U of Colo. paper suspends opinion section in wake of uproar over satirical column
Author says piece, which said Asians 'hate us all,' was intended to mock racist attitudes on campus
COLORADO -- Student editors have suspended the opinion section of the University of Colorado's online student paper, the Campus Press, following a public backlash over a student column titled "If it's war the Asians want... It's war they'll get."
The Feb. 18 column by staff writer Max Karson, which said Asians "hate us all" and should be captured and "hog-tied," was intended to be satire, said Amy Herdy, adviser for the Campus Press.
In a letter Karson sent to the Boulder Daily Camera, he said the column was written to mock "racist white people who never bother to understand or even consider Asian cultures and race relations at the University of Colorado."
In an e-mail sent to the Student Press Law Center Friday, Karson said he was currently not commenting to the press.
Student editors decided to suspend the opinion section until new procedures and guidelines are set for publishing opinion pieces, said Jason Bartz, online director for the Campus Press. The "internal decision" was in no way influenced by the university administration or journalism department, he said.
"The institutional leadership doesn't micromanage what goes on in the Campus Press," said Bronson Hilliard, a university spokesman. "If they feel this decision is in their best interest ... then we support that decision."
The Campus Press is a student-run online publication produced as part of a for-credit class in the journalism department. Under the guidelines of College Media Advisers, "the university does not engage in prior restraint of publishing; that is, the instructor reviews published material for learning purposes but does not act to censor the material prior to publication," according to the university's Web site.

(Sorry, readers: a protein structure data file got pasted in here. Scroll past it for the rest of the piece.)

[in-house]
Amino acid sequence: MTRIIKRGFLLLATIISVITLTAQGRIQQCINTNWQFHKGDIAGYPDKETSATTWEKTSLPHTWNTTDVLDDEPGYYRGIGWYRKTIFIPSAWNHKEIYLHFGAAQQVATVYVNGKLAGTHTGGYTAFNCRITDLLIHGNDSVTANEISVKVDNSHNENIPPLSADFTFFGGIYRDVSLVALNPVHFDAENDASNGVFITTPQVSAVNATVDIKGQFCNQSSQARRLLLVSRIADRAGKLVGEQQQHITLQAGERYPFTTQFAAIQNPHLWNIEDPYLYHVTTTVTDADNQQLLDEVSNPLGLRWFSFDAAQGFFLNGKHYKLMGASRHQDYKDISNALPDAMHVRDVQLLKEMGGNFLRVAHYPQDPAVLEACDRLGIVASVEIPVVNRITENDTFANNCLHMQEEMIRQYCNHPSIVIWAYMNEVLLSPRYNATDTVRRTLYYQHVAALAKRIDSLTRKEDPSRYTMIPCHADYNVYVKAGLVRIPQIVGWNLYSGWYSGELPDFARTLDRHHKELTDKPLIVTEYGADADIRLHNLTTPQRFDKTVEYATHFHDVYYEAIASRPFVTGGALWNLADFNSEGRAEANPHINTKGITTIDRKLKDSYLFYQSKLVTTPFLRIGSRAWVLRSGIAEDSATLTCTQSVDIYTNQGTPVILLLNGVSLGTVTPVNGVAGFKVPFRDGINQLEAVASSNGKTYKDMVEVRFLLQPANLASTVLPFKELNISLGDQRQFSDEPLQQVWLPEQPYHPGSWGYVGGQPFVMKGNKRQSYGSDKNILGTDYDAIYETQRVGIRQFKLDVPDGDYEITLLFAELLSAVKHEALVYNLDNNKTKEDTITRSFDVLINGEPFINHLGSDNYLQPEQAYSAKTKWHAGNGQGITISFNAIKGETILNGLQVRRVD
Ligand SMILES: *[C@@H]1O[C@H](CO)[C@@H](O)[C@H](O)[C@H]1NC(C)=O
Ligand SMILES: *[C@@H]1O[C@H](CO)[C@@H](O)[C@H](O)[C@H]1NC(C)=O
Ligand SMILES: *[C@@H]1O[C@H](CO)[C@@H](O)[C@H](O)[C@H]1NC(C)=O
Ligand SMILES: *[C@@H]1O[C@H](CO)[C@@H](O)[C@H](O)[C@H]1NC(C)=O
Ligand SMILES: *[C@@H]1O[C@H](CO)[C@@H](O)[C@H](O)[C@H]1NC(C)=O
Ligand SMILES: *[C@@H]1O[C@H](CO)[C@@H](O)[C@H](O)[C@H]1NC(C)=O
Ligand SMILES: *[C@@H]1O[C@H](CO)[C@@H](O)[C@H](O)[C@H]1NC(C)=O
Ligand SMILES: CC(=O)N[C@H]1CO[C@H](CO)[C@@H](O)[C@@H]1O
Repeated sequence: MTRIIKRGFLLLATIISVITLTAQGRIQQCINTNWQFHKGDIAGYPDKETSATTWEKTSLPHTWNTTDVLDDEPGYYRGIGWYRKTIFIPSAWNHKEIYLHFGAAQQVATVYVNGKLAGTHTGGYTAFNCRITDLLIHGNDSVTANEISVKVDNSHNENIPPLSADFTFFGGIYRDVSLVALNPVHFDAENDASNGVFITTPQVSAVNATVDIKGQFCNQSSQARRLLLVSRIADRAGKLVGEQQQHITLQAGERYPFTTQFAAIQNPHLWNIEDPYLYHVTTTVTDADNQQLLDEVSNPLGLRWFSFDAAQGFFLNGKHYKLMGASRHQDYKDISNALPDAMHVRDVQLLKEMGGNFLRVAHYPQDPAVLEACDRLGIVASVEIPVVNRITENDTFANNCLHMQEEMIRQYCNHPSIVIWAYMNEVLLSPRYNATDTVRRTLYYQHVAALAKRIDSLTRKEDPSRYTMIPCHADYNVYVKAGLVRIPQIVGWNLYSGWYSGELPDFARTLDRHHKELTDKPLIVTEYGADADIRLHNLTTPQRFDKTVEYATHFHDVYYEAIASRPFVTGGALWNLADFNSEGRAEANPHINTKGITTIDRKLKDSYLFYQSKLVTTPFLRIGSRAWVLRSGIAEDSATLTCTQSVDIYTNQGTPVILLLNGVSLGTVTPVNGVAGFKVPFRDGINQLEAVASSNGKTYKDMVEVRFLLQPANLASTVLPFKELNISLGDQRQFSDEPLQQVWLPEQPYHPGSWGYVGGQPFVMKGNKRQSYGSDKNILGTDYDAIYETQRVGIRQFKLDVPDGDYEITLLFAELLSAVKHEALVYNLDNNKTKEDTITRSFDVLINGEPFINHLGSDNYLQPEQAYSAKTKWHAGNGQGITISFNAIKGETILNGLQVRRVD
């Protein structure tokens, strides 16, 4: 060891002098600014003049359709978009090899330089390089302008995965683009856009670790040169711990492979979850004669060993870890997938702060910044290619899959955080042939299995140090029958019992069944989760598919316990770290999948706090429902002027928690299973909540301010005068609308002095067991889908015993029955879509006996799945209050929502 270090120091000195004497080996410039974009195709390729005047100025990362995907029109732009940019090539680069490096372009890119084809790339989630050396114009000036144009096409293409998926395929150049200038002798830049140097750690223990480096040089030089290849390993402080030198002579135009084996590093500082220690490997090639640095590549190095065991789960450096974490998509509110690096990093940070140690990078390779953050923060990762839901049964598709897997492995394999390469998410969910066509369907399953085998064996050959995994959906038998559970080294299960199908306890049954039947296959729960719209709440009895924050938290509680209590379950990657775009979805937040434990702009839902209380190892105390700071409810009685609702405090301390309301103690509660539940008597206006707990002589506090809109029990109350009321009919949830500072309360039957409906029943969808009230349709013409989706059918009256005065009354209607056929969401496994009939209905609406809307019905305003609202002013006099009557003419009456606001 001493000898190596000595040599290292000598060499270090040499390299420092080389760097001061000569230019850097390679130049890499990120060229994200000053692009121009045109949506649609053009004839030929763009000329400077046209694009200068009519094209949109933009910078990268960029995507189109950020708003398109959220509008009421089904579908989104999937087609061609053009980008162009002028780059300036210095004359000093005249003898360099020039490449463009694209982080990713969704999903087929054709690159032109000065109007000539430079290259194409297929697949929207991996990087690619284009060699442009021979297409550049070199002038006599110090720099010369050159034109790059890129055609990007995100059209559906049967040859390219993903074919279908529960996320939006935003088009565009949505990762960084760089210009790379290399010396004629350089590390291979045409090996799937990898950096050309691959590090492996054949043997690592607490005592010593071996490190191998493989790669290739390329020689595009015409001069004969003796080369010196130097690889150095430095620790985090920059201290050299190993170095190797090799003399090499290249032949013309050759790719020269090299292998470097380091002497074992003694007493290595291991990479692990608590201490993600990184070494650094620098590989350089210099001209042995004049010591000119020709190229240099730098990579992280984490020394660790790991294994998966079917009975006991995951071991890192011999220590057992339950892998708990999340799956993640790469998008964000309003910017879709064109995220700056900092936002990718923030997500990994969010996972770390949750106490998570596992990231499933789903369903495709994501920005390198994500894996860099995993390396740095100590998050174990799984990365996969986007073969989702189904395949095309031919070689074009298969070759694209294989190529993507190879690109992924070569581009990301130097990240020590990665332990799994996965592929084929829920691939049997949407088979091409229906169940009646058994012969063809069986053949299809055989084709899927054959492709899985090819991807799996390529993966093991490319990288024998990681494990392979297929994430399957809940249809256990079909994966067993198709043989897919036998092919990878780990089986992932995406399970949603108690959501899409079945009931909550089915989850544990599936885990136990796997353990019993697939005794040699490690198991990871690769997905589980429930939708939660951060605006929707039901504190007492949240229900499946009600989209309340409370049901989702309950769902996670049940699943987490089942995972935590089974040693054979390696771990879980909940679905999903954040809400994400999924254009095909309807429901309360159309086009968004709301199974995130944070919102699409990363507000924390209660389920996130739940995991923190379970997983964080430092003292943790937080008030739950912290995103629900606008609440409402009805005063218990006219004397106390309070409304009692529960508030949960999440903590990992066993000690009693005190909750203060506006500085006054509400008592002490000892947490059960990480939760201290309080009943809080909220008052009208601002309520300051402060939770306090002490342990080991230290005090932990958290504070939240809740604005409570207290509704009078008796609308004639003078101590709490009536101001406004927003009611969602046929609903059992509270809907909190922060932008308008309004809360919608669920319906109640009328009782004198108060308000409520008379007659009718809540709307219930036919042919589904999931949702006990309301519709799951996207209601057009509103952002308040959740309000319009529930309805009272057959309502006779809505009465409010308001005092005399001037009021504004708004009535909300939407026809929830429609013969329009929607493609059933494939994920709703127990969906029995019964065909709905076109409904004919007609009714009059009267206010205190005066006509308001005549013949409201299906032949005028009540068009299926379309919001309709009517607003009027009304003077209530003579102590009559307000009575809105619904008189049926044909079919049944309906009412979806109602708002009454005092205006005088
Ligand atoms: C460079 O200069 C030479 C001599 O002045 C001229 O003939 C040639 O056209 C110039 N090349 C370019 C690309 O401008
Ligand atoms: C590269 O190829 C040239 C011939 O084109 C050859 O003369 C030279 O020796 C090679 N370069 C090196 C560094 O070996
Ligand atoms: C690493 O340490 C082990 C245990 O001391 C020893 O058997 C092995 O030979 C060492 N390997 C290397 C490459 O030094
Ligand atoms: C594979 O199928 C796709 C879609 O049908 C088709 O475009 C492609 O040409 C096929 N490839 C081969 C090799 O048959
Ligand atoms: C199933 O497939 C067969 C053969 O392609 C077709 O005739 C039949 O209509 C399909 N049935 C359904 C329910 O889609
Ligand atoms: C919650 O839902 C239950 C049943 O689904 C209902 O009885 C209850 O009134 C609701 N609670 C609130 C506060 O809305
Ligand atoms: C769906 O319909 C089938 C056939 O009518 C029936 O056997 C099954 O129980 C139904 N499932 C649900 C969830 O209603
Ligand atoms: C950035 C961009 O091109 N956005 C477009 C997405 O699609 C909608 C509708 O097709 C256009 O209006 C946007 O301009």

The opinion section will be up and running as soon as "guidelines are set" and the paper has "clear distinction between news and opinion content," Bartz said. A meeting for the entire editorial staff to set guidelines is scheduled for Sunday.
"The column was a poor attempt at social satire laden with offensive references, stereotypes and hateful language," University Chancellor G.P. "Bud" Peterson wrote in a Feb. 20 statement apologizing to Colorado's Asian communities.
Hundreds of students gathered at a campus rally Feb. 27 to protest Karson's column and another column published the day before, titled "No hablo Ingles," the Rocky Mountain News reported. Some students called for Herdy and Editor in Chief Cassie Hewlings to resign.
"I personally believe that change needs to happen and if you're still stuck in the blame process, one kills the other," Herdy said.
The SPLC could not reach Hewlings for comment Friday afternoon.
The Rocky Mountain News also reported that journalism faculty met Feb. 27 to discuss possible changes in how the Campus Press is managed, but faculty members did not release any details of the proposed changes. Student editors previously had met with Paul Voakes, dean of the School of Journalism, and agreed to measures such as having the paper's staff attend diversity awareness training, Voakes said in a Feb. 21 statement. The paper also will work with the university's diversity coordinator to set up a "Student Diversity Advisory Board."
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